What can I do to save on installation?

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  #1  
Old 01-19-06, 02:28 PM
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What can I do to save on installation?

I am going through a renovation and all electrical work will be completely new. I will be upgrading to a 200 Amp pannel with all new electrical from that point. I was hoping to get an electrician to rough in the house for me to the point of inspection. Once the drywall is up, I can do the rest. Is this something that I can finish with out a license?
 
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Old 01-19-06, 02:33 PM
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Originally Posted by douglasbhahn
Is this something that I can finish with out a license?
It probably depends on your local laws. Usually, yes.
 
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Old 01-19-06, 04:16 PM
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It will also depend on the elctrician. A permit will be required and will not be completed until the trim out. Electrician might not willing to leave half the job on a permit he pulled to you.
 
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Old 01-19-06, 04:49 PM
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Good point, Joe. I was thinking it would be a homeowner-pulled permit. I agree. If I pull the permit; I FINISH THE JOB through final inspection.
 
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Old 01-19-06, 06:38 PM
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Originally Posted by MAC702
If I pull the permit; I FINISH THE JOB through final inspection.
I strongly agree with this!
Folks tend to not realize if we pull the permit then our name is on the whole job.
 
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Old 01-19-06, 07:23 PM
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Originally Posted by douglasbhahn
Once the drywall is up, I can do the rest. Is this something that I can finish with out a license?
If the contractor gets the permit and lets you do the work, you become an unpaid employee of the contractor. At least that's the effect. Here the code only requires that a contractor supervise the work; she can hire meth addicts to do the grunt work as long as there's a master electrician on board somewhere.

If you're lucky enough to live in a sufficiently-libertarian jurisdiction, and you are competent to do the branch circuit wiring yourself, just get your own separate permit for the branch circuits. You may be able to get a contractor to do the service and "Rough-In Only" but I doubt you'll save much money there since the final is the easy part.

Otherwise, if you cold call and tell prospective contractors that you want to do some work yourself under their permit, no one is going to bite. I would have contractors come for estimates and bring up the possibility of you doing some wiring work at that time or after the bids are in. If you bring it up after the bids are in, and they are willing to adjust their bid, that will of course tell you how much you're saving. But good luck finding someone who wants to refigure a bid on a small job.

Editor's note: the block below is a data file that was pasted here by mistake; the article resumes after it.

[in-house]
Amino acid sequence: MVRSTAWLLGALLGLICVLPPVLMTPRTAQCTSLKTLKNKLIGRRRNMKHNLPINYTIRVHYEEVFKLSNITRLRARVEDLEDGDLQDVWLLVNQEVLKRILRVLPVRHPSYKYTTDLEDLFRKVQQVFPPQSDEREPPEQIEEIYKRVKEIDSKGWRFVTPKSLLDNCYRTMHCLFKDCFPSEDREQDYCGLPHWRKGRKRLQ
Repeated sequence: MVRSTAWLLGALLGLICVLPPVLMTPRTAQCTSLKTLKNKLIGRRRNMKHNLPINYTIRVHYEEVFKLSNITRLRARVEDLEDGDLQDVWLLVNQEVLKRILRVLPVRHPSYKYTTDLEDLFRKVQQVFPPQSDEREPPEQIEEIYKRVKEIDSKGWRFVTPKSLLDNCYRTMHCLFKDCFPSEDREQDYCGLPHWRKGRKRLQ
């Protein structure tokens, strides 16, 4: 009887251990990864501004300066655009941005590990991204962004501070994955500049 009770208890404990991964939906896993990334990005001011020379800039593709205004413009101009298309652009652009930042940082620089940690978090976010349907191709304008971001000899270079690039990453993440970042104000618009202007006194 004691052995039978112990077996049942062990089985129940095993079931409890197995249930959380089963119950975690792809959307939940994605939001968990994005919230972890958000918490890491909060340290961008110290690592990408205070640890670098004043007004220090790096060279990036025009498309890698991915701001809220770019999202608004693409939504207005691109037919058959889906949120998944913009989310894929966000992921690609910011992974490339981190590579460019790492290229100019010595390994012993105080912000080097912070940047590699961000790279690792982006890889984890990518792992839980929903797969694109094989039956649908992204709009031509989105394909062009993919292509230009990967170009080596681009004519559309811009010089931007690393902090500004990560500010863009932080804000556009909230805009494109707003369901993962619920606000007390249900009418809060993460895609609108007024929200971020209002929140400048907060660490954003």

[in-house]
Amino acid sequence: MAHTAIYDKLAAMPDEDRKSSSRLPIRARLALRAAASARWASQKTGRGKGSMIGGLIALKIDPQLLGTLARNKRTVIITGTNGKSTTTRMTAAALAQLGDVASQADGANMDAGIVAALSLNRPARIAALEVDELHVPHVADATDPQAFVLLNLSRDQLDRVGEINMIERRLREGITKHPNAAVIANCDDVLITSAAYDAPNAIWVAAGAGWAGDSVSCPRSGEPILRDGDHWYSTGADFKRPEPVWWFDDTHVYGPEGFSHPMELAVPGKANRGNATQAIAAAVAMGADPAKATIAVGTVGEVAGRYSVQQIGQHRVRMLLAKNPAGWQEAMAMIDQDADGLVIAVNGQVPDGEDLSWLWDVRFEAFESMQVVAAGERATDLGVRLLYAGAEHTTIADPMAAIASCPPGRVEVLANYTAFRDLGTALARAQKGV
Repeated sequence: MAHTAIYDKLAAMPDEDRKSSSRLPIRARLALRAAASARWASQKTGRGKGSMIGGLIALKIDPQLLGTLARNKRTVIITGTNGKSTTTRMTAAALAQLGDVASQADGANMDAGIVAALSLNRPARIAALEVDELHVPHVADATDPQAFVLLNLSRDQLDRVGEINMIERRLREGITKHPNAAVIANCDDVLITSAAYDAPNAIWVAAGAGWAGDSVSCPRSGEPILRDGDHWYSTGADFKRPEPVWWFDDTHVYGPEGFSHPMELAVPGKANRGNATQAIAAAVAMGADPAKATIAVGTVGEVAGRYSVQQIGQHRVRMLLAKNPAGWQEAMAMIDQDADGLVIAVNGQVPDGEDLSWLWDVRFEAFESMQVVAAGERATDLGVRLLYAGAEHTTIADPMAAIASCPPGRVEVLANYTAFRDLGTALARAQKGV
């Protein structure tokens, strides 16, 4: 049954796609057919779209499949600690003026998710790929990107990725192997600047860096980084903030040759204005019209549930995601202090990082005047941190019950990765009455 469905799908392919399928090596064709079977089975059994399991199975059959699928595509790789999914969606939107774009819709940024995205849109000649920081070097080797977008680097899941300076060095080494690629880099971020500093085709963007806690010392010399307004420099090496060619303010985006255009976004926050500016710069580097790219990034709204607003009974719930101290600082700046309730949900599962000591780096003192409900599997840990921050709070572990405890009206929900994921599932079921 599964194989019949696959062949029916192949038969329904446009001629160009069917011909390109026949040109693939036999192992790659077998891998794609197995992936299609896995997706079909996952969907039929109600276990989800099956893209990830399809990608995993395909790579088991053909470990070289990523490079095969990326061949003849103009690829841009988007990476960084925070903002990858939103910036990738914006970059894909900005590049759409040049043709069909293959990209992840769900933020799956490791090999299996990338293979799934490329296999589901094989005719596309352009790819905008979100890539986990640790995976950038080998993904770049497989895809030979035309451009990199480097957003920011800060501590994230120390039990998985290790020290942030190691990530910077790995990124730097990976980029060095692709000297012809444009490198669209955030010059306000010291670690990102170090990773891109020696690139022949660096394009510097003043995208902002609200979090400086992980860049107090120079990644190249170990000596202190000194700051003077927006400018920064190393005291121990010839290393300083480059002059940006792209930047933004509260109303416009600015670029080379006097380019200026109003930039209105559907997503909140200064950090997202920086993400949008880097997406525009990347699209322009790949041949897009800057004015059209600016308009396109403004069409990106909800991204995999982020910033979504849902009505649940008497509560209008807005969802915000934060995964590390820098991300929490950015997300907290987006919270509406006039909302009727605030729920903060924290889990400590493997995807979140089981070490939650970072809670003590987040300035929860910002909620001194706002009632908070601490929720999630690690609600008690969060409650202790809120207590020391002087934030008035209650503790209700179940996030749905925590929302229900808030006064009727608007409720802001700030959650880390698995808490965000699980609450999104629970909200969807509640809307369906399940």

Also expect to demonstrate at some time that you are well-versed in the code and detail-oriented.
 
  #7  
Old 01-20-06, 10:26 AM
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If there is the possibility in your area, you could pull the permit yourself as the "owner/occupier". You could here, anyway. Then, the permit is YOURS, and you can hire an electrician to do the rough-in only.
 
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Old 01-21-06, 10:34 PM
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Couldn't trying to come in and finish after the rough work cause significant problems? I'm thinking three-way and four-way switches, split outlets, switched outlets, etc., could cause untold headaches even for an experienced electrician if they are not familiar with the particular job and the work that had been done initially. Unless there are detailed schematics and then it should be okay. But I think an inexperienced person would still have problems. I'm in the middle of a full rewire and I know I would if I tried to finish what someone else started. And I'm an electronics technician/engineer.

Which makes me ask - do you pros map out the whole house and do detailed schematics including your junction boxes and everything before you start a full rewire? Or do you guys know enough to do a simple schematic and go from there? Just wondering.

Steve
 
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Old 01-22-06, 06:14 AM
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No schematic here at all.
I map the place out in my head and go room to room or area to area.


I guess I am encouraging someone else finishing my work.
I make up all splices and grounds, twist all my switches and 3-ways very obviously, hook all my device wires, mark my GFI line sides.
A zombie could finish one of my jobs.
In fact they have...*evil laugh* muhahaahaahaahaa
 
  #10  
Old 01-22-06, 10:13 PM
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I'm with Speedy. All MY wiring is "made up" during rough-in and is very obvious in the box as to what it does.

BUT, I have done LOTS of being the second guy on the job and wondering what the FIRST guy was thinking...
 
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